CSA Newsletter – Week 11
Hazy Days & Heavy Harvest – Revisiting Gratitude
Watermelon. Cantaloupe. Tomatoes. Cherry tomatoes. Corn. Green beans. Bell peppers. Shishitos. Summer squash. Cucumbers. Salad mix hand-cut from nearly fifteen different greens. Carrots. Beets. Herbs. Chard. Potatoes. The list goes on to include just over a hundred different items that we are currently harvesting, which just goes to show how abundance is surely a double-edged sword. On top of that, the smoke in the air feels stagnant, heavy, and slow, and at times it’s difficult to breathe.
But these feelings are not new. In fact, they burbled to the surface this exact time last year. I am constantly reminded of exactly how cyclical the farming season is. This time last year we were uplifted by the 2017 full solar eclipse. I want to take you all back to that time, to the lessons that peak season had for us then that still remain true. Here goes:
There isn’t much of anything that can stop farmers from farming in the dead of August, but this celestial event sure did it. Just as the moon started peaking over the sun, we all dropped our hoes and harvest totes, grabbed some breakfast and eclipse shades, loaded into a couple flatbeds, and went out into our most expansive field to watch day turn to night and back. As I sat on the truck munching on some cantaloupe, I was overcome with a deep sense of gratitude. Gratitude for the beautiful fields of produce being showered by irrigation, for the darkening purple mountains surrounding this valley, for the hardworking fellow farmers sitting on the back of the truck with me, and for the amazing fact that the sun and the moon happen to look like they’re the same size when viewed from our planet.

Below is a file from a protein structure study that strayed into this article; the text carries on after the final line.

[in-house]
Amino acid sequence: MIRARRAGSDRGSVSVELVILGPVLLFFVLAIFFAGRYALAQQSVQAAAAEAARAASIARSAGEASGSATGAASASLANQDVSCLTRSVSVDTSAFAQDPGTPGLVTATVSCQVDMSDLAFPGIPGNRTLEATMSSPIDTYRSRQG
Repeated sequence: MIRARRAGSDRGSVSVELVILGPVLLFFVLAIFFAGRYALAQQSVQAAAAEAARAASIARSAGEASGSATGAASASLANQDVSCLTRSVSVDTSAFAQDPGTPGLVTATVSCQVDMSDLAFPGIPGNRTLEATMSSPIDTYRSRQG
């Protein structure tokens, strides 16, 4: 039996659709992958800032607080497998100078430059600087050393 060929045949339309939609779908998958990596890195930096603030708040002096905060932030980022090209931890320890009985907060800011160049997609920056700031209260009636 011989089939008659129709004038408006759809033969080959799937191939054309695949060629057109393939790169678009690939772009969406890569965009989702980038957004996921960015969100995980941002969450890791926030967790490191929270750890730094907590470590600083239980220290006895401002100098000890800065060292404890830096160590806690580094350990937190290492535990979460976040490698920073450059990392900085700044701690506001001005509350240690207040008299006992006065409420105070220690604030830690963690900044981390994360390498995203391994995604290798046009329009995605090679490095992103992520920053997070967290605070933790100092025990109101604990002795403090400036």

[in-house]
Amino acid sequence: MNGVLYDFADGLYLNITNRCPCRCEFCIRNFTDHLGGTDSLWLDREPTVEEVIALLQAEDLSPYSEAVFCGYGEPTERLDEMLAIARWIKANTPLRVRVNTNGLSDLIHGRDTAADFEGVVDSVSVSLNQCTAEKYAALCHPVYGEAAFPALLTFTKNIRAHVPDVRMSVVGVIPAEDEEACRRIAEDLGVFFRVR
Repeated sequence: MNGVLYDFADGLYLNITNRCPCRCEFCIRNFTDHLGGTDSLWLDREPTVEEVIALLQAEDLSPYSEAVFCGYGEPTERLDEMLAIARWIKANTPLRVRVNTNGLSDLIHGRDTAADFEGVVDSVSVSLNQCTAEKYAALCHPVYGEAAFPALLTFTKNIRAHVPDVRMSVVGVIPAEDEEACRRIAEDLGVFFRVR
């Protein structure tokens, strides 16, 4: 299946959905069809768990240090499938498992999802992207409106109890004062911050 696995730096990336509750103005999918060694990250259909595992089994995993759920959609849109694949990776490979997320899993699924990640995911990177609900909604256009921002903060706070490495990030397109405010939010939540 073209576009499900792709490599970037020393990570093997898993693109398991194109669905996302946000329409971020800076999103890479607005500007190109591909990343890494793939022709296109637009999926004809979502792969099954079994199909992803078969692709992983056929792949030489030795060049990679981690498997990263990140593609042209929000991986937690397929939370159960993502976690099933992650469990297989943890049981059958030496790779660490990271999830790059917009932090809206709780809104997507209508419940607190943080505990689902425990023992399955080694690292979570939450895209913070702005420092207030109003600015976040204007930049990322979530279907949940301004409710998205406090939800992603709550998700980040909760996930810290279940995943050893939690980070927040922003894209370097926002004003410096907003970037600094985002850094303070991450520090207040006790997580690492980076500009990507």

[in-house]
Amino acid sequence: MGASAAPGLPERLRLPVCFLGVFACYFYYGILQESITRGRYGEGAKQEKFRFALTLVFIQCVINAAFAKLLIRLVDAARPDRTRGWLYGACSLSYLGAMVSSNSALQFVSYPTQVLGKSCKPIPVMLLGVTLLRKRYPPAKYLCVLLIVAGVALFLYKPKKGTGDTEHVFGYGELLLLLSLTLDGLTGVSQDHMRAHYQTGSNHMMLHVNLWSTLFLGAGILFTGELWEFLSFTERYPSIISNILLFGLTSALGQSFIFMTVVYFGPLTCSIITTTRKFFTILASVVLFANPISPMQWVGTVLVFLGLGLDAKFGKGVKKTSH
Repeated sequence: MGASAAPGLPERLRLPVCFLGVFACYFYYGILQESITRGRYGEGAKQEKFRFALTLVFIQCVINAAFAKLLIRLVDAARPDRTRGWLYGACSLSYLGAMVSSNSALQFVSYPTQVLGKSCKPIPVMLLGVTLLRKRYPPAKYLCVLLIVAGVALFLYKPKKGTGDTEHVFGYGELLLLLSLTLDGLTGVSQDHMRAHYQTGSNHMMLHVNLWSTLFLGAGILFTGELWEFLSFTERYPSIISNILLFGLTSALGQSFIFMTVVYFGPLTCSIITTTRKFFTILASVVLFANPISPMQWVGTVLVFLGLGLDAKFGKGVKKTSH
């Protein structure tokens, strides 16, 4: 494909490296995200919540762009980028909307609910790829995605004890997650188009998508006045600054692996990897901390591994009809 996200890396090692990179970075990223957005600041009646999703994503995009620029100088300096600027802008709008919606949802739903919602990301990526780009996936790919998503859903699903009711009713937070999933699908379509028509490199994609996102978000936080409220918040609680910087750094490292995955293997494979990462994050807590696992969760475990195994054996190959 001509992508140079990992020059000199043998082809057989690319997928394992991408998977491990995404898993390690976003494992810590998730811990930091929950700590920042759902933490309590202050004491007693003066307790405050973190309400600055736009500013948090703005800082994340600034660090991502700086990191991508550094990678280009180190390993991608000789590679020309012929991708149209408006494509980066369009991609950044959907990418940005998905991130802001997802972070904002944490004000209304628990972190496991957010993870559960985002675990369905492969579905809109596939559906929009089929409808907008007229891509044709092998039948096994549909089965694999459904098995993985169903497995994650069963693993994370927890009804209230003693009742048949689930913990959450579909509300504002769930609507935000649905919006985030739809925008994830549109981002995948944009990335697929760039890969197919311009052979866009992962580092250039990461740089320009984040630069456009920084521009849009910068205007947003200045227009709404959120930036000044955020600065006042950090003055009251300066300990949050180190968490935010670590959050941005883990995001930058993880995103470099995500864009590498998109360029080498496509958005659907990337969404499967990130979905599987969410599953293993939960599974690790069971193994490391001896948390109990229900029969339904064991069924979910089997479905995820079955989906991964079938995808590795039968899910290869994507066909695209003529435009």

This is the time of year when we are all working 60 hours a week or more; the only thing on the menu is farming with a small serving of sleep on the side. We are all exhausted and winter is still far off on the horizon, but it’s moments of gratitude that keep us going. Yes, we’re tired. Yes, it’s hot out. And yes, we still love what we do. We get to spend our days in the gorgeous Willamette Valley, growing, eating, and sharing good food together. Maybe it’s not for everyone, but I surely can’t think of anything else I’d rather do.
Though you may not be working on a farm, I’m sure life still tries its hardest to exhaust you. Hopefully this box can provide you with something to be grateful for, something to make you feel—even for just a minute—like you have everything you need in this world. We’ve all got clean drinking water, access to some of the finest fresh produce in the world, and lovely people to eat it with. Enjoy.
Best, Laura Bennett
Table of Box Contents
- Poblano Pepper
- Sweet Italian Pepper
- Sweet Bell Peppers
- Jimmy Nardello Sweet Pepper
- Serendipity Sweet Corn
- Mixed Summer Squash
- Green Cabbage
- Willamette Sweet Onions
- Colorado Rose Potatoes
- Bunched Carrots
- Tomatoes – Our $30/20 lbs. canning tomato deal is still running! Contact our office to make a special order for your home preservation needs.
- Romaine Lettuce – Often times I will use the outer leaves from romaine for a salad, and will retain the inner leaves, otherwise known as the heart, to dip into hummus or herbed cream cheese.
One-Skillet Sausage, Peppers, Potatoes, & Onions
Author Notes: Don’t you love when the recipe title is also the ingredient list? I do. This one-skillet dish is as easy (and delicious) as a weeknight dinner gets. If spicy Italian sausages aren’t your favorite, sub in any other fresh sausage link; I bet chorizo would be great. —Emma Laperruque—adapted from https://food52.com/recipes/77606-one-skillet-sausage-peppers-potatoes-and-onions
- 3 tbsp Olive Oil, divided
- 4 spicy Italian Sausages
- 1 lb Potatoes, cut into large bite-sized chunks